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Posts Tagged ‘m2eclipse’

Migrating from m2eclipse to m2e

September 25th, 2011 5 comments

Since Indigo, the Maven Ecliple plugin formerly known as m2eclipse became part of Eclipse release (at least in the pure Java release). The name of the plugin also changed from m2eclipse to m2e. This was not the sole change, however:

  • The number of tabs on the POM has shrinked drastically, and the features as well. This will probably be the subject of a later post since I feel quite cheated by the upgrade.
  • The POM configuration has been more integrated with Eclipse build (which can cause unwanted side-effects as I described in my last article).

More importantly, projects that began with m2eclipse can be built in Indigo but no contextual Maven menu is accessible on the project itself (though a contextual menu is available on the POM).

In order to migrate flawlessly and have our contextual menu back, some actions are necessary. They are gruesome because it involves updating by hand Eclipse configuration file.

Warning: at this point, you have the choice to stop reading. If you decide to continue and use the process described below, it’s at your own risk!

The Maven plugin recognizes a project as a Maven one based the .project Eclipse proprietary configuration file. To display it, go to the Project Explorer view, click on the scrolling menu at the top right and choose Customize View. You have to uncheck *.resources: along the .project file , you should see a .classpath file as well as a .settings folder.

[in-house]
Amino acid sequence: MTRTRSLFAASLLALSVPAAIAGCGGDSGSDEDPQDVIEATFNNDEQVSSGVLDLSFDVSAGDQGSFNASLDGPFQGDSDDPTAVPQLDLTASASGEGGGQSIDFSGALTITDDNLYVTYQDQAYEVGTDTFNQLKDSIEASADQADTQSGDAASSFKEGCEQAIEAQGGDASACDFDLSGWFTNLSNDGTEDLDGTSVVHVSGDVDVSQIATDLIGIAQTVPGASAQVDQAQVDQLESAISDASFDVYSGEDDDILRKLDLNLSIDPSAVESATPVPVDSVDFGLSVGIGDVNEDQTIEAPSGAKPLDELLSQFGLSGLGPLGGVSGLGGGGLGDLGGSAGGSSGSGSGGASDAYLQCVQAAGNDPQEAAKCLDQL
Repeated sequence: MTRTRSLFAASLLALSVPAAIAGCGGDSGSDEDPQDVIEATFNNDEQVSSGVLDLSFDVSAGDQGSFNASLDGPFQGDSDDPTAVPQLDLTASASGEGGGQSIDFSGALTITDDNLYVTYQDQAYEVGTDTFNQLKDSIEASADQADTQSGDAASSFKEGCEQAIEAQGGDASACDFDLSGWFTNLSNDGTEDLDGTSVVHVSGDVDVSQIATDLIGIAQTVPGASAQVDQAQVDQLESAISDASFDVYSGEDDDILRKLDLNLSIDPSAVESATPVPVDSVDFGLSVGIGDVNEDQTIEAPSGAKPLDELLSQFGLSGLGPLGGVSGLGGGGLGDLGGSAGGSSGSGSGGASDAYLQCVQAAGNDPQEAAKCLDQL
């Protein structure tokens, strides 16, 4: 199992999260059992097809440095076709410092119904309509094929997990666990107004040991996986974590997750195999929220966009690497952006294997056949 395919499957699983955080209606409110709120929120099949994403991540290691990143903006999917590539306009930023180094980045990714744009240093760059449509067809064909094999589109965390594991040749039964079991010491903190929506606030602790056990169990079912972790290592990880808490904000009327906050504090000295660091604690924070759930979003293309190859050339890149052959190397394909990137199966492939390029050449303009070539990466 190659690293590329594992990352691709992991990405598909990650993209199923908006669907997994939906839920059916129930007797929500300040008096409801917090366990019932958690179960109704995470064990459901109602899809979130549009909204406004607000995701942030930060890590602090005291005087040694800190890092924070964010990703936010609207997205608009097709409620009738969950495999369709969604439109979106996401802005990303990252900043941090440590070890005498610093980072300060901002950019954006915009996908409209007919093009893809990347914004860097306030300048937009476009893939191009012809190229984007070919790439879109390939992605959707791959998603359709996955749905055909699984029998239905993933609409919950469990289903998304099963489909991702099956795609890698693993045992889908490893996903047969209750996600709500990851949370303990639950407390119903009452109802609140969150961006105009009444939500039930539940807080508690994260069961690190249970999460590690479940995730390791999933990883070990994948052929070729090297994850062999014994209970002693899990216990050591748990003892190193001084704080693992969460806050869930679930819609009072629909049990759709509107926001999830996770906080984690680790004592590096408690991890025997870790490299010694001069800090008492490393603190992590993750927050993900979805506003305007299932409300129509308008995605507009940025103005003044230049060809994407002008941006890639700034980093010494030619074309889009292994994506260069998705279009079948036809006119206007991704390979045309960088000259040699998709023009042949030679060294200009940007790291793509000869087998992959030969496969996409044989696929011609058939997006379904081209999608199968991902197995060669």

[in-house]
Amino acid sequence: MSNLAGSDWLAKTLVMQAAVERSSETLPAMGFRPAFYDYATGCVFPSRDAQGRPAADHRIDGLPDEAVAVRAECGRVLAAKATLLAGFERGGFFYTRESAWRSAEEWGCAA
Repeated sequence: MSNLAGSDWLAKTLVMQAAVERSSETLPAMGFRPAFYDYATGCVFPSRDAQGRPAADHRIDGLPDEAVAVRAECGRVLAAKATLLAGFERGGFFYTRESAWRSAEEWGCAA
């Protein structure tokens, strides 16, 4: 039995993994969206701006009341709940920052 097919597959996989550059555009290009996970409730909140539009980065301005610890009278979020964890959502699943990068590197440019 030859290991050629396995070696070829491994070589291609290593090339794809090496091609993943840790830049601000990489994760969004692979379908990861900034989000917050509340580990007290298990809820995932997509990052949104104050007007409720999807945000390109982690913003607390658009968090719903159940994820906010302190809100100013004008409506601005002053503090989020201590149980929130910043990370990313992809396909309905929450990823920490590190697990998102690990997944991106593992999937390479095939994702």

1. In the .project:
    • Replace org.maven.ide.eclipse.maven2Builder by org.eclipse.m2e.core.maven2Builder in the buildSpec section
    • Replace org.maven.ide.eclipse.maven2Nature by org.eclipse.m2e.core.maven2Nature in the natures section
  2. In the .classpath, replace org.maven.ide.eclipse.MAVEN2_CLASSPATH_CONTAINER by org.eclipse.m2e.MAVEN2_CLASSPATH_CONTAINER
  3. Finally, in the .settings folder, rename the org.maven.ide.eclipse.prefs file to org.eclipse.m2e.core.prefs. Contents should be left unchanged.

Now, the contextual menu should appear and work accordingly.

Remember, this is a big hack you should only use with the right parachute (at least a source control management system) since it will hurt you plenty if it fails. For me, it has always worked… yet.

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Categories: Java Tags: , ,

Better Maven integration leads to unforeseen consequences (bugs)

September 11th, 2011 7 comments

This week, I was faced with what seemed an near-insuperable problem. I was called by one of my dev: as soon as he upgraded his Eclipse (or more precisely, our own already-configured Eclipse), he couldn’t deploy to Tomcat through WTP. Here are the steps I took to resolve the problem and more general thoughts about upgrading and tooling.

The log displayed a ClassNotFoundException, one involving Spring. So, the first step is to look under the hood. Provided you used the default configuration – to use workspace metadata – it should be located under <WORKSPACE>/.metadata/.plugins/org.eclipse.wst.server.core/tmp<i>/wtpwebapps where WORKSPACE is your workspace location and i is an incremental number beginning with 0 assigned by Eclipse to each virtual application server in WTP. There you should see the applications deployed in Eclipse. When I checked, I realized the application was deployed alright, but found no WEB-INF/lib folder.

I had already experienced such deployment problems: I solved them by first forcing publish (right-click on the server and choose Publish) and if not successful, cleaning (it removes all deployment and starts again from scratch). Well, this didn’t work.